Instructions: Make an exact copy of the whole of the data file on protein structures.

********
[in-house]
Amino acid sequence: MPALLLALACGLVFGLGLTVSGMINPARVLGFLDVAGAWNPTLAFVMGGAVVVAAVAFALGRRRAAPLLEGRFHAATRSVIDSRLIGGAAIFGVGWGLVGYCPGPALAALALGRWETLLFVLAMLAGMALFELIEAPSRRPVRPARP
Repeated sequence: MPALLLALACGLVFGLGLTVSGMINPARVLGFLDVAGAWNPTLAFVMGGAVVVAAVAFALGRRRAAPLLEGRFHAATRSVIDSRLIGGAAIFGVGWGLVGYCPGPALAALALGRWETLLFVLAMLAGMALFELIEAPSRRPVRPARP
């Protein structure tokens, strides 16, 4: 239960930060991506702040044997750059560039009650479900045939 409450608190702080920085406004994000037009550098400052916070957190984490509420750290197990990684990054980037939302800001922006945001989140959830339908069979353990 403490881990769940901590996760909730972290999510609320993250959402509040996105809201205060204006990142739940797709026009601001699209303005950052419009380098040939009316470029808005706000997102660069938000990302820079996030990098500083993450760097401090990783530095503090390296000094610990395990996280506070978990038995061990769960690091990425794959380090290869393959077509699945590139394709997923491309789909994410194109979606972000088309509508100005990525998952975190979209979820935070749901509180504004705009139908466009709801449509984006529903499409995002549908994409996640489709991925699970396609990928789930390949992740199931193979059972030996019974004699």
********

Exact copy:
[in-house]
Amino acid sequence: MPALLLALACGLVFGLGLTVSGMINPARVLGFLDVAGAWNPTLAFVMGGAVVVAAVAFALGRRRAAPLLEGRFHAATRSVIDSRLIGGAAIFGVGWGLVGYCPGPALAALALGRWETLLFVLAMLAGMALFELIEAPSRRPVRPARP
Repeated sequence: MPALLLALACGLVFGLGLTVSGMINPARVLGFLDVAGAWNPTLAFVMGGAVVVAAVAFALGRRRAAPLLEGRFHAATRSVIDSRLIGGAAIFGVGWGLVGYCPGPALAALALGRWETLLFVLAMLAGMALFELIEAPSRRPVRPARP
């Protein structure tokens, strides 16, 4: 239960930060991506702040044997750059560039009650479900045939 409450608190702080920085406004994000037009550098400052916070957190984490509420750290197990990684990054980037939302800001922006945001989140959830339908069979353990 403490881990769940901590996760909730972290999510609320993250959402509040996105809201205060204006990142739940797709026009601001699209303005950052419009380098040939009316470029808005706000997102660069938000990302820079996030990098500083993450760097401090990783530095503090390296000094610990395990996280506070978990038995061990769960690091990425794959380090290869393959077509699945590139394709997923491309789909994410194109979606972000088309509508100005990525998952975190979209979820935070749901509180504004705009139908466009709801449509984006529903499409995002549908994409996640489709991925699970396609990928789930390949992740199931193979059972030996019974004699």